Yeah, an MRI.

Okay, so you use radiology, lab diagnostics, the pathology diagnostics, and the clinical diagnostics all wrapped into one to determine. Got it.

What about the generalized, published rates of success for people with high-risk disease for surgery Dr. Bans? Have you seen any changes in the rates of success or cure with maybe newer surgical techniques? I’m not aware of the data.

Yeah, I think the rates are not that great with surgery alone –

For high-risk?

Yes, for high-risk. At least 50% of those people tend to fail long-term and that’s called biochemical failure with a rising PSA in the future sometime. The promising point though is that with multi-modal therapy, with the addition of radiation therapy after surgery, with the addition of medical oncology interventions, whether it be chemotherapy or advanced hormonal therapies, I think the outcomes are much better than they used to be.

Got it. And nowadays, in our clinic, in our naturopathic medicine clinic, for people with prostate cancer, we do a lot of assays for people of what’s called circulating tumor cells, which there are United States based labs that can assay the blood, literally; I know we’ve discussed this before, to classify a cell, or if they find a cell they classify it as something that’s not supposed to be in the blood. And they consider that a circulating tumor cell, and I know in terms of some of the published data in men with prostate cancer, in some of the more advanced disease, or high-risk, or the higher Gleason grades, sometimes circulating tumor cells could actually be a better indicator of disease burden, or disease status than PSA. And we do, we see quite a few people who are undergoing conventional treatments and have also wanted to engage, whether they’re high-risk or medium-risk, engage in the integrative stuff and the naturopathic stuff with us, and it’s been nice to be able to interface with you all, I have to say that, so thank you.

What do you think accounts for biochemical failure for somebody who underwent either primary surgical resection or primary radiotherapy with or without medical oncology intervention who then, I’m assuming, have hopefully a PSA of down to undetectable, but then have a return, which would be called biochemical failure? Is it that disease had escaped that local, primary area prior to that treatment? Or is there a residual disease that may have been resistant to whatever treatment was given?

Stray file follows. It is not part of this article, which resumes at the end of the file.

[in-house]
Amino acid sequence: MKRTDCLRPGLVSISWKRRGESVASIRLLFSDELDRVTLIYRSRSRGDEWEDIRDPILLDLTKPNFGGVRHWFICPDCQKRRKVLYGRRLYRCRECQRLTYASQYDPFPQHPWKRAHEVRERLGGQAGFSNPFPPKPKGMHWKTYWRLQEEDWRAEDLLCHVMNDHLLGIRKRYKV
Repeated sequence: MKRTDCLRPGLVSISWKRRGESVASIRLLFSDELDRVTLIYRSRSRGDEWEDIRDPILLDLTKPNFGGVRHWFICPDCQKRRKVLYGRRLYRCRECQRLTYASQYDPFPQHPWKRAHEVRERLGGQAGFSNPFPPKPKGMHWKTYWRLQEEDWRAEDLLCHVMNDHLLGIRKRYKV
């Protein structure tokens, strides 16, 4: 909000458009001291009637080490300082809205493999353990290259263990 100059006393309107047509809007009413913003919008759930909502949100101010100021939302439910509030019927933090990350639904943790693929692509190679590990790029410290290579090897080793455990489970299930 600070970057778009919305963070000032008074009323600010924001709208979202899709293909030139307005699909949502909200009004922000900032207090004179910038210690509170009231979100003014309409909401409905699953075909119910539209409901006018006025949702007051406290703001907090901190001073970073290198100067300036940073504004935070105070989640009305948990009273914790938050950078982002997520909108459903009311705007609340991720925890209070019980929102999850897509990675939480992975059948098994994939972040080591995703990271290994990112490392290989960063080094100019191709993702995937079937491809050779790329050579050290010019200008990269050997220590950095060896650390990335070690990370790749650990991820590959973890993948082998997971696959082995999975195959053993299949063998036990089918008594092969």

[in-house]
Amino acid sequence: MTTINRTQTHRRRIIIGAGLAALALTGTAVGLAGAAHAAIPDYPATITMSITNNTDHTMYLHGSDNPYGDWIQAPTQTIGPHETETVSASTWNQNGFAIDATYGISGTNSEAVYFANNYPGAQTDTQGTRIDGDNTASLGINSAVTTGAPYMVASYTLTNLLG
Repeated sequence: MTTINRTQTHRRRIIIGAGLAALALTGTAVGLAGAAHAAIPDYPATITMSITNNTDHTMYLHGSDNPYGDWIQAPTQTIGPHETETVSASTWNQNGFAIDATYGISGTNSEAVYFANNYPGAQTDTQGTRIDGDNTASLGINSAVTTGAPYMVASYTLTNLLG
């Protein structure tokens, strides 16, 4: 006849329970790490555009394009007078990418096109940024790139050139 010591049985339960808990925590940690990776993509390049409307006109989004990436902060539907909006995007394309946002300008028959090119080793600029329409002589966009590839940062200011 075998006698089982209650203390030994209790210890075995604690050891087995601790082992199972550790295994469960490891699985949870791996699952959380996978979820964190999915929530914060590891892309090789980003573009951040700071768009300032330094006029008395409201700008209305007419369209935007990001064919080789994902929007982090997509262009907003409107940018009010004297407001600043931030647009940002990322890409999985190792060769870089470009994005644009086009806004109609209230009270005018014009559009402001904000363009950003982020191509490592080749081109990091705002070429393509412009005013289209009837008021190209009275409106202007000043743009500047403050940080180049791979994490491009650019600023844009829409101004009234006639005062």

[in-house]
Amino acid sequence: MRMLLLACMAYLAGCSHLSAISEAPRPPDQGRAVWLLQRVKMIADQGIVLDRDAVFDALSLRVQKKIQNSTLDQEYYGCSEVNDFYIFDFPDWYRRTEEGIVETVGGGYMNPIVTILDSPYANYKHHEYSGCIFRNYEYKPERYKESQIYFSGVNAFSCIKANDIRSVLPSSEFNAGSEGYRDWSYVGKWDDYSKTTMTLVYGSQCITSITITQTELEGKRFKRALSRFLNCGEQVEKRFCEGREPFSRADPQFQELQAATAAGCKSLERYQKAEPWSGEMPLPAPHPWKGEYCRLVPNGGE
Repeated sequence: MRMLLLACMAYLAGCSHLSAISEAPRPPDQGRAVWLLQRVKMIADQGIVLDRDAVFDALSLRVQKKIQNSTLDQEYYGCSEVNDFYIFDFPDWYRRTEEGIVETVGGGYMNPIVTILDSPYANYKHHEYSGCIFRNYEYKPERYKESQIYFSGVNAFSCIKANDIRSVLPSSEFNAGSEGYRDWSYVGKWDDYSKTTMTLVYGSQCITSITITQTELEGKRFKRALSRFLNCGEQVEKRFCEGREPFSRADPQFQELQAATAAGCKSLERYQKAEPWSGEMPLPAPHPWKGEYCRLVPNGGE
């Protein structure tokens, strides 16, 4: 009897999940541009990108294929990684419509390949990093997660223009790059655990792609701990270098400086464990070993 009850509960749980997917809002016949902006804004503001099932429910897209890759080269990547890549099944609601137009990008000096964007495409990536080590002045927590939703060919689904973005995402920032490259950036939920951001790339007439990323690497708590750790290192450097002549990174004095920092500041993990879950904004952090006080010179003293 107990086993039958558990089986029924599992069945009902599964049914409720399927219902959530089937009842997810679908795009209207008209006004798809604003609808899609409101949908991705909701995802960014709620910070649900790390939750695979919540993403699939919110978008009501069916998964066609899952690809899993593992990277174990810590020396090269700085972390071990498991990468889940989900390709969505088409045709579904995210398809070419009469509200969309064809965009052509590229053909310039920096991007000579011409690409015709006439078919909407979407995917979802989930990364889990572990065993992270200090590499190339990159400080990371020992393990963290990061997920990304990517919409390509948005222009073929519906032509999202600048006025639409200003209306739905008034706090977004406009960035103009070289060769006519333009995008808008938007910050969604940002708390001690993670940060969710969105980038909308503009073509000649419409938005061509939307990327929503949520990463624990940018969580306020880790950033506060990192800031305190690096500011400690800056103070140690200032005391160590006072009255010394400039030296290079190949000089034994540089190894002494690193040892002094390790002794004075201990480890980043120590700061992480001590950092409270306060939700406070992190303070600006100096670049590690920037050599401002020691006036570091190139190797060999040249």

Well, on the surgical side, I mean, if there’s only cancer in the prostate, and the entire prostate is removed, in theory, we should not have biochemical failure. When we do have biochemical failure, it can mean that there’s residual disease, where we took the prostate out there could be microscopic cells that have escaped the prostate, and they were not removed at the time of surgery; or perhaps some cancer cells had escaped the local area completely and spread to bone or lymph nodes or other parts of the body, and sometimes we don’t detect that for months or years, sometimes even decades later when the PSA starts to rise.

Got it, so PSA can rise decades later…

It can.

It’s not necessarily very quickly, or the first year following treatment; which I would assume, Dr. Flaherty, they start to be referred to you at that time…Or do you start to see people earlier than that?

Generally speaking, it’s in that setting where they’ve gone through primary treatment whether it was surgery, radiation, or they’ve been on Lupron, and then it’s sometimes months to years that I see them after a rising PSA, a new set of scans may or may not show tumors, but we have medication to use in any case, so in that space, if the PSA is rising, but their scans are negative or normal still, a lot of times we didn’t know what to do with those men in the past. You know, we knew something was going to happen at some point, but we didn’t have anything really, or any action to take, and nowadays we do have more therapies that we’re using at that space, or if a man has a tumor that’s gone to a bone or wherever, we do use a lot more like I said, upfront treatment at that time.